Technology-enabled learning should prepare students for the workplace
Technology-enabled learning is a major buzz term at the moment, with everyone from public to private, and schools to higher education institutions, trying to get in on the action. But, for this new frontier of learning to produce the desired results, there must be a clear strategy about what needs to be accomplished and how, experts say. It is not enough to merely drop some technology into the classroom and take it from there.
"The best approaches to technology-enabled learning recognise that learning, like all development, involves complex, social beings engaged in complex intellectual, social and psychological processes that happen in a fluid space," says Dr Najma Agherdien, Instructional Designer at The Independent Institute of Education, SA's largest and most accredited private higher education institution, and home to brands at the forefront of digitally-enabled teaching, such as Rosebank College, Varsity College, Vega School of Brand Leadership and Design School Southern Africa.
"It is also true that what and how people learn influences what they are able to do with what they learn," she says.
Agherdien says online learning at higher education institutions should be deliberately structured to promote the skills needed in the world of work.
"Key to success in the workplace is the ability to consider problems and scenarios and select the appropriate knowledge needed to resolve the issue. It is also vital that graduates in the workplace know how to, and are able to, access knowledge they do not already possess. This means they need to know how to find sources and then to evaluate the relevance of those sources for the situation that needs resolving," she says.
IIE Senior Instructional Designer Hermien Geldenhuys says the workplace-ready approach is what guided the design of content on IIELearn, The Independent Institute of Education's learning management system. In addition, IIE campuses such as Rosebank College are now required to provide far more in terms of on-campus WiFi, recognising that not all students are able to easily access the systems at home.
"The learning experience on our IIELearn system is structured not to transmit content only, but to let students grapple with the content in its real world application. This is achieved by focusing, in the first instance, on the objectives and themes of content and then posing questions which have no simple yes or no answer.
"Students are then given resources to explore and to formulate answers to these questions. Students are also given opportunities for further reading and exploration, guided by activities in which they are able to collaborate with peers and collectively find solutions to the problems being tackled. The final process includes opportunities to reflect on their learning to ensure they draw connections between what they have learned. Formal assessment in the traditional academic sense follows."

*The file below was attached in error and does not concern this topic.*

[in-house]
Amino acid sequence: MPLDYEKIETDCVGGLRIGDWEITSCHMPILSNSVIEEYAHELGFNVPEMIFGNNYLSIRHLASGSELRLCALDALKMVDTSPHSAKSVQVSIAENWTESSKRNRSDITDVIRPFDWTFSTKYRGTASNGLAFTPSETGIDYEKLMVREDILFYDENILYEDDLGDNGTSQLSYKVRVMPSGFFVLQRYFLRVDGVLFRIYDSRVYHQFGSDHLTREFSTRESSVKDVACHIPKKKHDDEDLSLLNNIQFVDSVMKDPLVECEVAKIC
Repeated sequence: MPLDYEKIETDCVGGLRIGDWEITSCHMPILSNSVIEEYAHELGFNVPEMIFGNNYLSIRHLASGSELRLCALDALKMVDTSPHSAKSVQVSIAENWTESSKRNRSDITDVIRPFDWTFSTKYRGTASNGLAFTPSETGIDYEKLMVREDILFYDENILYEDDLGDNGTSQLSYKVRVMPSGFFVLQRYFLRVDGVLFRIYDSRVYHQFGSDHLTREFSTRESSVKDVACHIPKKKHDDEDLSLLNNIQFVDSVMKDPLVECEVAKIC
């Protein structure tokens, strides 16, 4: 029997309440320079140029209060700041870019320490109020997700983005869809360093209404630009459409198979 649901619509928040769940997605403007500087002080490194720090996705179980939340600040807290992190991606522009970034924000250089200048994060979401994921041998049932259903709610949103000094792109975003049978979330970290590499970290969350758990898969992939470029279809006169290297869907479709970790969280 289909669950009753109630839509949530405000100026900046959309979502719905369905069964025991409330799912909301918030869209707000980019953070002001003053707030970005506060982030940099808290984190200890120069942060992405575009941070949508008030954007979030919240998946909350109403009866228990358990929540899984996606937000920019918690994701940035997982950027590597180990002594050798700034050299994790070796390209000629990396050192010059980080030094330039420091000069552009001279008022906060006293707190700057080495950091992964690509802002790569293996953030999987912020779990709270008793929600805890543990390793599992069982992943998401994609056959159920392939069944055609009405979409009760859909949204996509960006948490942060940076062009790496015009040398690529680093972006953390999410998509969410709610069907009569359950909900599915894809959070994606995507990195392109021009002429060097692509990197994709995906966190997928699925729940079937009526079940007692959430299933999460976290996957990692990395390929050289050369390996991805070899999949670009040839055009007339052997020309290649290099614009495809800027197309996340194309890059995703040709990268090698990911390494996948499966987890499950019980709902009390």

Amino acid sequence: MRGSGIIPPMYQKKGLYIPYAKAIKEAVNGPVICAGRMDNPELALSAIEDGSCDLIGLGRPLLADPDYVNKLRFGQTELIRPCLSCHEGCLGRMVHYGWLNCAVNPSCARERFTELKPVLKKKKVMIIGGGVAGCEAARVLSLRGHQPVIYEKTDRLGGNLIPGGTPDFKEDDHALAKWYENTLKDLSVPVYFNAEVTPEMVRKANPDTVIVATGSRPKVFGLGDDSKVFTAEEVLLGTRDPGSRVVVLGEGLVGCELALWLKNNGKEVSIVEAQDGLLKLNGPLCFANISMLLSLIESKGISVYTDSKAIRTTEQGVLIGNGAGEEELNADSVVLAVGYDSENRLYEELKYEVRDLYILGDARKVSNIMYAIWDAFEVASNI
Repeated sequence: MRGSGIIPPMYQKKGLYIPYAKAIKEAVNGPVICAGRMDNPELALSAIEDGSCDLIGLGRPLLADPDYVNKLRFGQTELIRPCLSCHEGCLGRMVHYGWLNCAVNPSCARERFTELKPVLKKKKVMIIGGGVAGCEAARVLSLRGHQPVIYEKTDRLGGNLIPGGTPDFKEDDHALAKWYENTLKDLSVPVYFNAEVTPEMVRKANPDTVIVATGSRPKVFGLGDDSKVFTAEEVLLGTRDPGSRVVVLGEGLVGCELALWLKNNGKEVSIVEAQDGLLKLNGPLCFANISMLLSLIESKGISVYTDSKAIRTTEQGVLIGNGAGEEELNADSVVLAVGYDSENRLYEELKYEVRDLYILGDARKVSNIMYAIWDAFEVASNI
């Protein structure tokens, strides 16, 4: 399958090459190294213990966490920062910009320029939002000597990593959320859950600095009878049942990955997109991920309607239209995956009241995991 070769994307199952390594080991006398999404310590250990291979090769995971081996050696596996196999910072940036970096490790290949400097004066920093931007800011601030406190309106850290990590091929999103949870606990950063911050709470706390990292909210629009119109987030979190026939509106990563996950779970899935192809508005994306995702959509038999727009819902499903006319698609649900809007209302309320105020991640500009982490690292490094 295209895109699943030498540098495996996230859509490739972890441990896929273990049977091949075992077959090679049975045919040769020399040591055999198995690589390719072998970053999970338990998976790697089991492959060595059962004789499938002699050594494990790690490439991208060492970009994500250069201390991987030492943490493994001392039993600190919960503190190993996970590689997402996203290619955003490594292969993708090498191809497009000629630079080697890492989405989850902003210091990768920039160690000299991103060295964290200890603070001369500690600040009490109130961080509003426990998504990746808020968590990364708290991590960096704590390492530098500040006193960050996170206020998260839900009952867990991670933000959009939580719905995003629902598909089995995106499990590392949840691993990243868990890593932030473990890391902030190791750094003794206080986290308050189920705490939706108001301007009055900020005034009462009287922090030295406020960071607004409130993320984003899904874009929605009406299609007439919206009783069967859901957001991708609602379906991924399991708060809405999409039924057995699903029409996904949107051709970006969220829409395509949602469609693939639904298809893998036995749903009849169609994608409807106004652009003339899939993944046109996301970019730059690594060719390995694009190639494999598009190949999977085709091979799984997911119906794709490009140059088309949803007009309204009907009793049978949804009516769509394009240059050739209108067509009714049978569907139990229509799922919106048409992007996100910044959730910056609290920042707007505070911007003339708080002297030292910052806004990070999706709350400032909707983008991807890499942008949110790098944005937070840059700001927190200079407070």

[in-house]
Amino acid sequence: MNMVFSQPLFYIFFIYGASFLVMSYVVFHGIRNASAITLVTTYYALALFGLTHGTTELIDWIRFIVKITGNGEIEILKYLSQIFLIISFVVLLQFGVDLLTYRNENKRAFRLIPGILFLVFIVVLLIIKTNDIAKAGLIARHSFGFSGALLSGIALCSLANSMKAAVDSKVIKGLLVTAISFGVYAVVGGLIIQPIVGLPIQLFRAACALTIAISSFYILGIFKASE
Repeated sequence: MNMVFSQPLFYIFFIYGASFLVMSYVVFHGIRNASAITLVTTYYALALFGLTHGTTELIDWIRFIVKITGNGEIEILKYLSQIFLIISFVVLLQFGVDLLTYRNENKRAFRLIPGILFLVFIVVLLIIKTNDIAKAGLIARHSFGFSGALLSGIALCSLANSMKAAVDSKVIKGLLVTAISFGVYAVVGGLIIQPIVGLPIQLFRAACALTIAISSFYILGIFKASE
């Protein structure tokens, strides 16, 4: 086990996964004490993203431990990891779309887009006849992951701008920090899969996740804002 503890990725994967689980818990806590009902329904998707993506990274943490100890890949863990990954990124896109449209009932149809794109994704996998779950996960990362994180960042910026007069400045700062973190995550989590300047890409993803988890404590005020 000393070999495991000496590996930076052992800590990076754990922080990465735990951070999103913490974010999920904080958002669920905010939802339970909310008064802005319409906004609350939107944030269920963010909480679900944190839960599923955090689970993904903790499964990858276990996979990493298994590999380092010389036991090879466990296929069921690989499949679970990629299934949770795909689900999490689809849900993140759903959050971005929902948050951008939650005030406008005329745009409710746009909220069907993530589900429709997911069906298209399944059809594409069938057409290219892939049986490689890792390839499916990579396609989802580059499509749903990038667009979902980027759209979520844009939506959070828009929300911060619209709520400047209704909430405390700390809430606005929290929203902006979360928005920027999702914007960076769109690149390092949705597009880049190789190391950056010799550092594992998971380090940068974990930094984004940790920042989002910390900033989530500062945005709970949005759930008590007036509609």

Geldenhuys says the workplace of today demands problem-solvers and critical thinkers who are able to deal with ever-shifting challenges, and that The IIE's particular model is not only effective in terms of the learning itself, but also in rendering workplace skills second nature, so the mechanics of resolving a task does not take focus away from the actual task that needs resolving.
"Students respond positively as soon as they overcome some of the initial anxiety that comes with not simply being spoon-fed," adds Agherdien.
"Our students say that this approach has made them feel empowered and able to better focus on technical content."
She says tracked and graded activities are used throughout to ensure students and lecturers build evidence of the learning and development and are able to intervene where learning does not appear to have been effective.
"These include opportunities to collaboratively solve problems, participate in discussions and to reflect on a student's learning. In many instances, students are required to create their own artefacts. For example, instead of giving students a rubric, they are required to create a rubric of their own.
"Each module also includes an element which references both the working world and the values and principles associated with citizenship, which are both key underpins of the educational model espoused generally at The Independent Institute of Education."
Geldenhuys says by refusing to use IIELearn simply to "tech up" content or as a repository of PDFs, The IIE is able to ensure that when it claims its graduates are work-ready, they really are.
"Not just from what they know about their field of study, but because of how they can use what they know in the real working world," she says.
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